I also don’t totally mind the “minimum yearly activity” requirement, but, again, it needs to be disclosed prominently and upfront and they need to let you know when you hit it. I would even consider getting a card with a minimum activity threshhold, as long as the rewards were good. But disclosure is very, very key, so that I can shop around. And changing it on people who already have the card is uncool.

  10. Ronin Democrat says:

    here are some things to do.
    review your cards and get rid of the ones with ridiculous fees or rates
    use the calendar in your computer to remind you to get on of your free credit reports every 4 months
    use same calendar to remind you to use an inactive card
    use a secure file to note card numbers, expiration dates and csid info.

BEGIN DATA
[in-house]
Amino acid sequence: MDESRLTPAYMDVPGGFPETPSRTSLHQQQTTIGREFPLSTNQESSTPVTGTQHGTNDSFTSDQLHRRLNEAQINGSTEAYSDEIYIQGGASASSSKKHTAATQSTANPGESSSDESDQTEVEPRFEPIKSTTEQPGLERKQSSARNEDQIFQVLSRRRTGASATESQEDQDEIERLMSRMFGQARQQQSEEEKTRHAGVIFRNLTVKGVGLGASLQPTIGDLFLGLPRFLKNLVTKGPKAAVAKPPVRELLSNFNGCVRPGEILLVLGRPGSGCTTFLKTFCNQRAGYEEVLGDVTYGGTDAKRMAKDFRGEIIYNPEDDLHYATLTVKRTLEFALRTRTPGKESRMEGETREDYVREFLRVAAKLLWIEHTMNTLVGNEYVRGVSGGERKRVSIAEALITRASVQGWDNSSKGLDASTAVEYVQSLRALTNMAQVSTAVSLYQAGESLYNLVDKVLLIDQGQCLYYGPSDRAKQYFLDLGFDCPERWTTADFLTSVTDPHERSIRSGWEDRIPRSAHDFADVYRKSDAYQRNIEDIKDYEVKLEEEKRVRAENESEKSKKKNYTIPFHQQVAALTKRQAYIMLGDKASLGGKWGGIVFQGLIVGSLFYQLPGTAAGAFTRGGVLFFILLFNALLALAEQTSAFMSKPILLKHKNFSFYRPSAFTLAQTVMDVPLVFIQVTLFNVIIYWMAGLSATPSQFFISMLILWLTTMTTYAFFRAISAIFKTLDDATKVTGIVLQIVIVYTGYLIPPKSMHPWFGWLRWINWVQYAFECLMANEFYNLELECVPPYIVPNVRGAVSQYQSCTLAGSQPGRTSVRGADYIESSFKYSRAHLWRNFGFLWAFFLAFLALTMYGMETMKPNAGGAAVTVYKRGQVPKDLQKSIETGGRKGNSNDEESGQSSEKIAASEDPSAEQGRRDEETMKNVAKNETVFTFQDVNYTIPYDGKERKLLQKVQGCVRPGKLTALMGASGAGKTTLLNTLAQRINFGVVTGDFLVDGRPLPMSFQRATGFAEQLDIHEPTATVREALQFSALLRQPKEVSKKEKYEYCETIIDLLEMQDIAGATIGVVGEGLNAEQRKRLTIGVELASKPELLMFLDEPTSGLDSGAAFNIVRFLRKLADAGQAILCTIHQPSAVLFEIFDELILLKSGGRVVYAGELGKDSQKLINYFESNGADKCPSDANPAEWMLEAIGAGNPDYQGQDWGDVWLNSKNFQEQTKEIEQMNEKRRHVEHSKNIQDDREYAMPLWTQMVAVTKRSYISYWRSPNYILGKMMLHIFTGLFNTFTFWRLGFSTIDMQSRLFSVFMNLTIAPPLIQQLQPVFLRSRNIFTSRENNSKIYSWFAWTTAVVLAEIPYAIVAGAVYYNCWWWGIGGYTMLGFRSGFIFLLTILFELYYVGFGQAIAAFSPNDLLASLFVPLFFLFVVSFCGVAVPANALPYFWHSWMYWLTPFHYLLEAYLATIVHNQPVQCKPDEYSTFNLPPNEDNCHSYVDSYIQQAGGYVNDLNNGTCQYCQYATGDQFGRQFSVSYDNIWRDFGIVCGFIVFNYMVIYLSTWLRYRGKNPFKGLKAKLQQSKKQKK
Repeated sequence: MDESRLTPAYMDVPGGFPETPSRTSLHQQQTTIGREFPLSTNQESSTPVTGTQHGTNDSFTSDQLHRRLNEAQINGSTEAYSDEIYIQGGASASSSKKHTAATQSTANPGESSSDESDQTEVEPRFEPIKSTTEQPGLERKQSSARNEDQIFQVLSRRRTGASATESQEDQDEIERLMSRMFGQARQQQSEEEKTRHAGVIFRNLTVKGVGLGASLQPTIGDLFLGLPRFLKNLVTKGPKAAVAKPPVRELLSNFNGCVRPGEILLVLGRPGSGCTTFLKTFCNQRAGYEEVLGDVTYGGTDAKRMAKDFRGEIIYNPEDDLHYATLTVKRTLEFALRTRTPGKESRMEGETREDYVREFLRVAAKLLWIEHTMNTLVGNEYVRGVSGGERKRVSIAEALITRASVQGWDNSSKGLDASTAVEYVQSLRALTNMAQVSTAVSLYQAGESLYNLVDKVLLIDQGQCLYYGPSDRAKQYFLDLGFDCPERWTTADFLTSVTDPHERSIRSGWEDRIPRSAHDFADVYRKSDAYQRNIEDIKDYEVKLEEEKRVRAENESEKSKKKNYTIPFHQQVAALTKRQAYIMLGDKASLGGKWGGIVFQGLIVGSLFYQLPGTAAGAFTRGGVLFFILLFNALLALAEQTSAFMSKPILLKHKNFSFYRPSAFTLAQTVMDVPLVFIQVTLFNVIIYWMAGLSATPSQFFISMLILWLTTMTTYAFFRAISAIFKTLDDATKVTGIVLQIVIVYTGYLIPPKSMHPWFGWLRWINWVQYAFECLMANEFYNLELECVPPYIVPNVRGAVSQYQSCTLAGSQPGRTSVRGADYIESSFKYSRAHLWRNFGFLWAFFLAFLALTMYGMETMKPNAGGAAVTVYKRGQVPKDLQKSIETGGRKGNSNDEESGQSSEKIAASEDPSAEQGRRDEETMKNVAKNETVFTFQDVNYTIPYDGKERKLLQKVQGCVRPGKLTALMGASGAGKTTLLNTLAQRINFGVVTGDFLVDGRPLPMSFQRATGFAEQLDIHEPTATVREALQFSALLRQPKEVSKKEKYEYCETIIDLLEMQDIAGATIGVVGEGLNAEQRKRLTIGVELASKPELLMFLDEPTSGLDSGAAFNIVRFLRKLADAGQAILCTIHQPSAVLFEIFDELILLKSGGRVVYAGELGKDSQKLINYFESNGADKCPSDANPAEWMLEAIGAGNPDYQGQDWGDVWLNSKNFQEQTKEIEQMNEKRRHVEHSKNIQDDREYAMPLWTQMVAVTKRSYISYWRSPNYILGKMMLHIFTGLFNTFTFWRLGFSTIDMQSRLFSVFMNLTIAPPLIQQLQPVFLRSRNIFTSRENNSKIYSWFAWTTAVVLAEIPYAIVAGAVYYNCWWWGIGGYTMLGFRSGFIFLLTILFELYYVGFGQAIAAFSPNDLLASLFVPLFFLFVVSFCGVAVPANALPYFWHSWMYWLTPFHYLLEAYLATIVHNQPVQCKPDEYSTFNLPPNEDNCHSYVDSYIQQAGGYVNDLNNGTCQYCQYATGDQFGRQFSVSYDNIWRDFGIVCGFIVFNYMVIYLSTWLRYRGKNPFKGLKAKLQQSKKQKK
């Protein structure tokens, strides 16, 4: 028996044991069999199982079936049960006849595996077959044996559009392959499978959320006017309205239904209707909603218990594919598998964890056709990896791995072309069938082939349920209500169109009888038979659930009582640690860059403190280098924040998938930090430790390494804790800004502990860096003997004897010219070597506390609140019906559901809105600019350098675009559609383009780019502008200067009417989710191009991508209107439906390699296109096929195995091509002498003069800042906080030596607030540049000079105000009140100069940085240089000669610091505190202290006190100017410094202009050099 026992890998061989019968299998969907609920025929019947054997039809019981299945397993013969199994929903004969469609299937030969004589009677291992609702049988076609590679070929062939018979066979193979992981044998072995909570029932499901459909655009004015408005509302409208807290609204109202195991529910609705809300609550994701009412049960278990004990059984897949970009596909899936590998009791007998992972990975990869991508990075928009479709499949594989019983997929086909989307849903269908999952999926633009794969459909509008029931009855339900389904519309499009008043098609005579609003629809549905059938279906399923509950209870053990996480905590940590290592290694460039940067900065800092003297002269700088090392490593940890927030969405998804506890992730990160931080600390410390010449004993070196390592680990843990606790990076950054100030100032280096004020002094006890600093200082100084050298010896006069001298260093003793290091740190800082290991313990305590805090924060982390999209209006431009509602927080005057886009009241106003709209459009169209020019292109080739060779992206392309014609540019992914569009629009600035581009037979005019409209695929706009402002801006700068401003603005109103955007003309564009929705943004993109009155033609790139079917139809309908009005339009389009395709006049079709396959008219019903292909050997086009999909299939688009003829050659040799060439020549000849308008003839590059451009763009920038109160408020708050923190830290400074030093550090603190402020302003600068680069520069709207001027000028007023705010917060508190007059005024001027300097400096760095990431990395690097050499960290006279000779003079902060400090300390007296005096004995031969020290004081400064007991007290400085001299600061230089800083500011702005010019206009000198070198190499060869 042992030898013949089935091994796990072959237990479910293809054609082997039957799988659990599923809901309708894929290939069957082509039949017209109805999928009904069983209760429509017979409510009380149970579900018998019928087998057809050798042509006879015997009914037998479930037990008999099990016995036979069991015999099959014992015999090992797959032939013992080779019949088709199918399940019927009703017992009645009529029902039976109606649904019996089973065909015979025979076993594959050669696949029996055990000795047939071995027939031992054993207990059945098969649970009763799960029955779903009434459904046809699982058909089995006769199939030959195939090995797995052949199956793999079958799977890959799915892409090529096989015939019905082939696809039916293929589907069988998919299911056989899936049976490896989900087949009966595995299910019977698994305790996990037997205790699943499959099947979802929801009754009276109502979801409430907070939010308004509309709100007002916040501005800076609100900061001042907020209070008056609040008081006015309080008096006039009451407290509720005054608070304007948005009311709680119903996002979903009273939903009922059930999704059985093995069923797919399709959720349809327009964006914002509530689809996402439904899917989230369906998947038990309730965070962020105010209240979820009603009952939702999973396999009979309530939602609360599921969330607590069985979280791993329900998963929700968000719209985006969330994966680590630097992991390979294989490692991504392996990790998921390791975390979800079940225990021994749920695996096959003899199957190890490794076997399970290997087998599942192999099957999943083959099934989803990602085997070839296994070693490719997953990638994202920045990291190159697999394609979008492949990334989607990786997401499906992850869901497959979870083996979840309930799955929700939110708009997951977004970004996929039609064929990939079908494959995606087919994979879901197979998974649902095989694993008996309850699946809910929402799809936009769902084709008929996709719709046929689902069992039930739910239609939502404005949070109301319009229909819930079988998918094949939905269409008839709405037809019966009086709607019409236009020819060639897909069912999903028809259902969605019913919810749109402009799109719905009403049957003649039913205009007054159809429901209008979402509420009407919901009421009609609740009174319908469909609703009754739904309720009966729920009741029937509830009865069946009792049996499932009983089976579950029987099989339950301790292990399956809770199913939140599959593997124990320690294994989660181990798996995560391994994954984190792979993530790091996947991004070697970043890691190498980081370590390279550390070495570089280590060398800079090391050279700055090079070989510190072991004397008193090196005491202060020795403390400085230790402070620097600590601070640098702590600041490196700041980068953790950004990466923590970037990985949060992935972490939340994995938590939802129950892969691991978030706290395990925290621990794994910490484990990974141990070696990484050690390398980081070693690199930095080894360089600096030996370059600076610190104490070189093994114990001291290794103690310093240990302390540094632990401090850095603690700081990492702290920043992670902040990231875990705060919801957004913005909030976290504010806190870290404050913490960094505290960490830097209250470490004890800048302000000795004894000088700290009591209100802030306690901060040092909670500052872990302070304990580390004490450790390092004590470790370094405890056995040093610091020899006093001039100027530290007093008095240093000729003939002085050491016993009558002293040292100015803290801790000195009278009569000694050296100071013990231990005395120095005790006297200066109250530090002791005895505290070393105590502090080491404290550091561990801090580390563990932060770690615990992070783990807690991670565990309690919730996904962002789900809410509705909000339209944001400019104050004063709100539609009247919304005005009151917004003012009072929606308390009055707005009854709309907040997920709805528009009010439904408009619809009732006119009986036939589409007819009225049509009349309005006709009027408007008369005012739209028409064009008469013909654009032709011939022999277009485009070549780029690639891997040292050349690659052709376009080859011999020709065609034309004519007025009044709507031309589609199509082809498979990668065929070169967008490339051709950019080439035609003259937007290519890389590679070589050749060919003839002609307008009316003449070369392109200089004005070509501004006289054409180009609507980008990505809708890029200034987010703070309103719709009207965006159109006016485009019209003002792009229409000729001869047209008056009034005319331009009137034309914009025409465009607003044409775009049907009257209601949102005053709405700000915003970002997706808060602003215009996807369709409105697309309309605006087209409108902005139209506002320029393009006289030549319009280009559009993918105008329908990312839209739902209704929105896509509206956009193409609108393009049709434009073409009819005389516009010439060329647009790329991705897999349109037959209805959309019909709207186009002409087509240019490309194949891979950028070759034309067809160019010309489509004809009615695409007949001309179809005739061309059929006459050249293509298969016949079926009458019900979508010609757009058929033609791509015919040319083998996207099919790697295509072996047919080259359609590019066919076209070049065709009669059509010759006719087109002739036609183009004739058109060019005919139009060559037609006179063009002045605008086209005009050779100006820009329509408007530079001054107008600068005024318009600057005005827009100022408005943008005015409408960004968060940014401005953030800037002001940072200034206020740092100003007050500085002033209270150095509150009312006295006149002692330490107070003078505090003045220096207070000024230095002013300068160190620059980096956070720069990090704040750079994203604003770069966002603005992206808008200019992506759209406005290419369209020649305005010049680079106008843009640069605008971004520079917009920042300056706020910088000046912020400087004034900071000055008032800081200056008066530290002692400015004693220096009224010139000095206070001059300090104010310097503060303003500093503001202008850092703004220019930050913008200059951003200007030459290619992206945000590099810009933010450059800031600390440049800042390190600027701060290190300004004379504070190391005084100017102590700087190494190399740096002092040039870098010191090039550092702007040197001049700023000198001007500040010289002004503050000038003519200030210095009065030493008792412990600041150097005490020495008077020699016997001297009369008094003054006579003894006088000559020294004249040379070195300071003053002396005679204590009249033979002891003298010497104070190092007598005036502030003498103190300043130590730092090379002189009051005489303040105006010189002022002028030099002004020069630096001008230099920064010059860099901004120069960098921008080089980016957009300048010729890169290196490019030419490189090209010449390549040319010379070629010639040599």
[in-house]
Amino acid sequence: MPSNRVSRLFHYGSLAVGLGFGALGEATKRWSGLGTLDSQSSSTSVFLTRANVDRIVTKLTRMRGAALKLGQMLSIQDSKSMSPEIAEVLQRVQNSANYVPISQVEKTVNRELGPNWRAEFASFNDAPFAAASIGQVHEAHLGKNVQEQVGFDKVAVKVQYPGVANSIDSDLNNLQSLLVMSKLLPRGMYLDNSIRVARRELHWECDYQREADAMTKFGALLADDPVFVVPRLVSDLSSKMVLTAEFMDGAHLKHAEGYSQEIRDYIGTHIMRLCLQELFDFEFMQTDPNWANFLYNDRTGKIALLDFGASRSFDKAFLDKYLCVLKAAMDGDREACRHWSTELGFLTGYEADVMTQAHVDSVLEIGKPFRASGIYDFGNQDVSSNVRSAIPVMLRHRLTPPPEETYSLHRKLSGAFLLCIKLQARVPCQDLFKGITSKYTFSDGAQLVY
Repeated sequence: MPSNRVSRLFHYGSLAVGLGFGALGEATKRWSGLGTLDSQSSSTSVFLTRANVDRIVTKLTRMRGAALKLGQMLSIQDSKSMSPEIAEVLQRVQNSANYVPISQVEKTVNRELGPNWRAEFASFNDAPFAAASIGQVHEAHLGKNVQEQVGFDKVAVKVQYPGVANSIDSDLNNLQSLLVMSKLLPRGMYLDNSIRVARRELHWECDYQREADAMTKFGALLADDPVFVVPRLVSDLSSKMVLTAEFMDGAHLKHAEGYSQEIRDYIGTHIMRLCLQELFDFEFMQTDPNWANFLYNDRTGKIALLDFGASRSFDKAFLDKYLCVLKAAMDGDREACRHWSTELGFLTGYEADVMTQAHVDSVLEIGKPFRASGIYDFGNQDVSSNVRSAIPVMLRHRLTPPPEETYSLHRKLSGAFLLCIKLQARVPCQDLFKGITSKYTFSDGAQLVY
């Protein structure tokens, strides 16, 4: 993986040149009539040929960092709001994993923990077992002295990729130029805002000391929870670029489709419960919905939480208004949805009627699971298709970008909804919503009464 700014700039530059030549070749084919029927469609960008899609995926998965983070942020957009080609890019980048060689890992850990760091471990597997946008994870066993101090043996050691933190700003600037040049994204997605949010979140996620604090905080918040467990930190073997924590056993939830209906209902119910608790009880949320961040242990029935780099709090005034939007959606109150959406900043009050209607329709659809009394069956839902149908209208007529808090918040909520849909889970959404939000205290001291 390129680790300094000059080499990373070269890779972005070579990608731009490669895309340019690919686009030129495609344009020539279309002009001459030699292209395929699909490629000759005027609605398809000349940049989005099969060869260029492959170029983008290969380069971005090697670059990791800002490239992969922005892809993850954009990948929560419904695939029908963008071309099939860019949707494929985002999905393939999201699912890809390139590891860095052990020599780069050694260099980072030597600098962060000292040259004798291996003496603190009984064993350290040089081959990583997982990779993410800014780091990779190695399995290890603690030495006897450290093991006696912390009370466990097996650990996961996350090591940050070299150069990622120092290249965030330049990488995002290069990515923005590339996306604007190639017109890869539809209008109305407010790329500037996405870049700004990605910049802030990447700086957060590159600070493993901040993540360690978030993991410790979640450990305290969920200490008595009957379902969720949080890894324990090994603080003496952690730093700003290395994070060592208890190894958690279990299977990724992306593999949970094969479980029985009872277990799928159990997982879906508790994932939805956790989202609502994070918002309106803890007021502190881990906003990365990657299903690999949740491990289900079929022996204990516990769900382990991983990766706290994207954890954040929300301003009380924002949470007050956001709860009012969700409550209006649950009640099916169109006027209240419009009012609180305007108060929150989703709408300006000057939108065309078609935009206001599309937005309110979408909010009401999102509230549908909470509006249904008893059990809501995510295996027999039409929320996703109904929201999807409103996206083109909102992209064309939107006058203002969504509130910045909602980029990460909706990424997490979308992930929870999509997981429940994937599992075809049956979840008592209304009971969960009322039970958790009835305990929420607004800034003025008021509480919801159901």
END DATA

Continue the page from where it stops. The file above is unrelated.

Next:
stop worrying about your credit score based on canceling cards. you may take a hit in your score but you’ll make out better financially.
    think about upcoming major purchases and what you have to do to keep or improve your score -don’t cancel a long held card 60 days before a car purchase for example-
    simply put use your month of birth as a fine time to remember to use ever card at least once that month.
    every 2 years apply for a new card this way if you have to cancel a card if has less effect -canceling 1 card when you only have 2 is worse than cancelling 1 card when you have 5-.
    never travel with just a bank card or only 1 credit card.
    always strive to pay the minimum plus the accrued interest for that month no matter how hard money is to come by.